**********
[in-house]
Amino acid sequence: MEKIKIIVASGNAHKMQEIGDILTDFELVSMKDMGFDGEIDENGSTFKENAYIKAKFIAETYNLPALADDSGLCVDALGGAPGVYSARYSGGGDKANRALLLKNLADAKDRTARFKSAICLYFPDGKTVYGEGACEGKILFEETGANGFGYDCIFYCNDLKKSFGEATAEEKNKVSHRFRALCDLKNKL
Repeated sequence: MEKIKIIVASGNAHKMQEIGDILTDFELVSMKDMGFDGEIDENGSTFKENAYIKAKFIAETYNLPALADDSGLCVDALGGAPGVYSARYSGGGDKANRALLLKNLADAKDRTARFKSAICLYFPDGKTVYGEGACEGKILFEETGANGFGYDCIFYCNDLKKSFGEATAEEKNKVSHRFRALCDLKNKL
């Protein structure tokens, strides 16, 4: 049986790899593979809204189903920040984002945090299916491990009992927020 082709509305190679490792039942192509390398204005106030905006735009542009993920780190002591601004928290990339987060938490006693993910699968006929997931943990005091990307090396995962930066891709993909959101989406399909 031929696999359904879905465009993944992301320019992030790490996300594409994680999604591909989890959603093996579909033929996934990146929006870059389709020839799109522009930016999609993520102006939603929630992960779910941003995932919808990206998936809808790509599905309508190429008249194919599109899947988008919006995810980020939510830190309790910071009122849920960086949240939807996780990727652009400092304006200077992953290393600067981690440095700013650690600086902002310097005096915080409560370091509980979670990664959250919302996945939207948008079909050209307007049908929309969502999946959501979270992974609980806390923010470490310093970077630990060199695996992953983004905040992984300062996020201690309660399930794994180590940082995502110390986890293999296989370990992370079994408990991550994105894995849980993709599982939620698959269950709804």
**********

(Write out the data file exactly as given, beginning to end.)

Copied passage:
[in-house]
Amino acid sequence: MEKIKIIVASGNAHKMQEIGDILTDFELVSMKDMGFDGEIDENGSTFKENAYIKAKFIAETYNLPALADDSGLCVDALGGAPGVYSARYSGGGDKANRALLLKNLADAKDRTARFKSAICLYFPDGKTVYGEGACEGKILFEETGANGFGYDCIFYCNDLKKSFGEATAEEKNKVSHRFRALCDLKNKL
Repeated sequence: MEKIKIIVASGNAHKMQEIGDILTDFELVSMKDMGFDGEIDENGSTFKENAYIKAKFIAETYNLPALADDSGLCVDALGGAPGVYSARYSGGGDKANRALLLKNLADAKDRTARFKSAICLYFPDGKTVYGEGACEGKILFEETGANGFGYDCIFYCNDLKKSFGEATAEEKNKVSHRFRALCDLKNKL
């Protein structure tokens, strides 16, 4: 049986790899593979809204189903920040984002945090299916491990009992927020 082709509305190679490792039942192509390398204005106030905006735009542009993920780190002591601004928290990339987060938490006693993910699968006929997931943990005091990307090396995962930066891709993909959101989406399909 031929696999359904879905465009993944992301320019992030790490996300594409994680999604591909989890959603093996579909033929996934990146929006870059389709020839799109522009930016999609993520102006939603929630992960779910941003995932919808990206998936809808790509599905309508190429008249194919599109899947988008919006995810980020939510830190309790910071009122849920960086949240939807996780990727652009400092304006200077992953290393600067981690440095700013650690600086902002310097005096915080409560370091509980979670990664959250919302996945939207948008079909050209307007049908929309969502999946959501979270992974609980806390923010470490310093970077630990060199695996992953983004905040992984300062996020201690309660399930794994180590940082995502110390986890293999296989370990992370079994408990991550994105894995849980993709599982939620698959269950709804």